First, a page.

This allows pupils, including those whose first language is not English, to become fluent and capable readers. Children are taught phonics from their first days in Reception and quickly develop key skills to help them with their reading. Where pupils in key stage 1 need extra help with phonics, adults deliver focused interventions.

Pupils talk with enthusiasm about reading. They demonstrate a genuine love of reading. They enjoy access to a well-stocked library.

There are many opportunities for reading and accessing high-quality books built into the school day.

Pupils enjoy a carefully planned curriculum to develop their character. Pupils benefit from the school's work to promote equality, diversity and tolerance.

Pupils show high levels of understanding and empathy for others. The school offers a wide range of extra-curricular clubs, which children enjoy. Pupils with SEND and disadvantaged pupils are well represented in these clubs.

Leaders identify barriers to participation in clubs and seek to remove these wherever possible, including offering all clubs free of charge.

Leaders at all levels have a clear view of the strengths of the school and those areas that require further work. This includes a board of committed and knowledgeable governors who have a comprehensive overview of the school.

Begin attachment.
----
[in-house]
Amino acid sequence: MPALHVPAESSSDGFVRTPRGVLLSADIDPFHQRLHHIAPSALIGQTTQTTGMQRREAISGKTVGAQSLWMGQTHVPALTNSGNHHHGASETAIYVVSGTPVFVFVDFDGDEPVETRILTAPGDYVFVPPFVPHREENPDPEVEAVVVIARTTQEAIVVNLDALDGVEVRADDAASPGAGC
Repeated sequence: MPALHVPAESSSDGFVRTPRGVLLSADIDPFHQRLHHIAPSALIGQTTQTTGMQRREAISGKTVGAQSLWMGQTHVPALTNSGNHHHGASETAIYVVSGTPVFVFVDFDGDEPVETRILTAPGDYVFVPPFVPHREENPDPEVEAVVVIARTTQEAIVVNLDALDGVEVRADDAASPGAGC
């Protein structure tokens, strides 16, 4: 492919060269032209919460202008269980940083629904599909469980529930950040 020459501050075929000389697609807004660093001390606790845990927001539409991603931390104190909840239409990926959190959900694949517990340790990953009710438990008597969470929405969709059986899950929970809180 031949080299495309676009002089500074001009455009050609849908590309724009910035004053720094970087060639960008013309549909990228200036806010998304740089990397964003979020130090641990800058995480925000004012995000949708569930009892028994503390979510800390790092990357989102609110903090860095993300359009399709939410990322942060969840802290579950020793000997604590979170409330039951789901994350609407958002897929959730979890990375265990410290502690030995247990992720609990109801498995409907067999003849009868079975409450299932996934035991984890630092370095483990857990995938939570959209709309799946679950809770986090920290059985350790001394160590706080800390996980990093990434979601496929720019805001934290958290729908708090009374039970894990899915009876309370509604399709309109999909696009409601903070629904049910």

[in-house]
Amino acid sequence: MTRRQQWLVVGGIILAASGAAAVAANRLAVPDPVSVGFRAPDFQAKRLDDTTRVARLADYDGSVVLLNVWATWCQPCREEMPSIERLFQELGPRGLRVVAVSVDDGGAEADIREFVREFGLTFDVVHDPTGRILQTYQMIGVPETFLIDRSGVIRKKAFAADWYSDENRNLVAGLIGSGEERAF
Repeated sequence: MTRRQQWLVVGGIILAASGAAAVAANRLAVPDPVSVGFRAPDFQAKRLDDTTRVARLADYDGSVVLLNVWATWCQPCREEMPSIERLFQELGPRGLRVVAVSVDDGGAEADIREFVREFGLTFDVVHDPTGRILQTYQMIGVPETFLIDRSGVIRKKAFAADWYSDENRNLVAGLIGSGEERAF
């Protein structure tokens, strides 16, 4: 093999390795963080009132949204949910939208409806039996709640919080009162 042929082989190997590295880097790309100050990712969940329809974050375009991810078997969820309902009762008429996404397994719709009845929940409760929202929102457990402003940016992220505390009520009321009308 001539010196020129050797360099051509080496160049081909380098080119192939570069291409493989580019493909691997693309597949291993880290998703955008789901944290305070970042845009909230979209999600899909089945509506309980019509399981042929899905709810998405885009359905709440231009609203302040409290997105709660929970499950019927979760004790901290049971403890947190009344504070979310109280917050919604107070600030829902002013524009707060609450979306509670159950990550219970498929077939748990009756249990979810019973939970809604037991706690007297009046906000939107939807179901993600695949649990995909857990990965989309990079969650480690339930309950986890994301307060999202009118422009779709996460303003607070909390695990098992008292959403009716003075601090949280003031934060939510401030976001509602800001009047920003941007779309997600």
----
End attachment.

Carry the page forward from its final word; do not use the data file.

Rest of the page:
Governors have built up a strong board with well-defined and clearly understood roles. They have a clear strategic plan and offer appropriate challenge to school leaders to support the continual drive for improvement. Teachers feel supported by leaders.

They believe their well-being and workload is given priority by leaders.


The arrangements for safeguarding are effective.

There is a very strong culture of safeguarding at this school.

All adults working in school, including governors, receive appropriate training to keep pupils and each other safe. Pupils have an excellent understanding of how to keep themselves safe. They understand the systems that leaders have put in place to keep them safe.

Staff at the school have a good awareness of the local risks and how to help pupils avoid them. Leaders ensure that pupils who are at risk get the help they need and take appropriate, rigorous action to ensure pupils' safety. Recruitment processes in school ensure that the necessary safeguarding checks for staff and volunteers are robust.

What does the school need to do to improve?

(Information for the school and appropriate authority)

• The implementation of the curriculum is not fully embedded in a small number of foundation subjects. Some of the work given to pupils does not give them sufficient opportunity to achieve the aims and ambitions of the curriculum. Leaders should ensure that they support teachers to implement leaders' full curriculum design with consistency across all subjects.

• Assessment of what pupils have learned is not as strong in some foundation curriculum subjects as it is in others. As a result, the ways that teachers check what knowledge pupils can recall in preparation for future learning is less established in some areas of the curriculum. Leaders should ensure that the systems to check on what pupils have learned accurately inform future learning.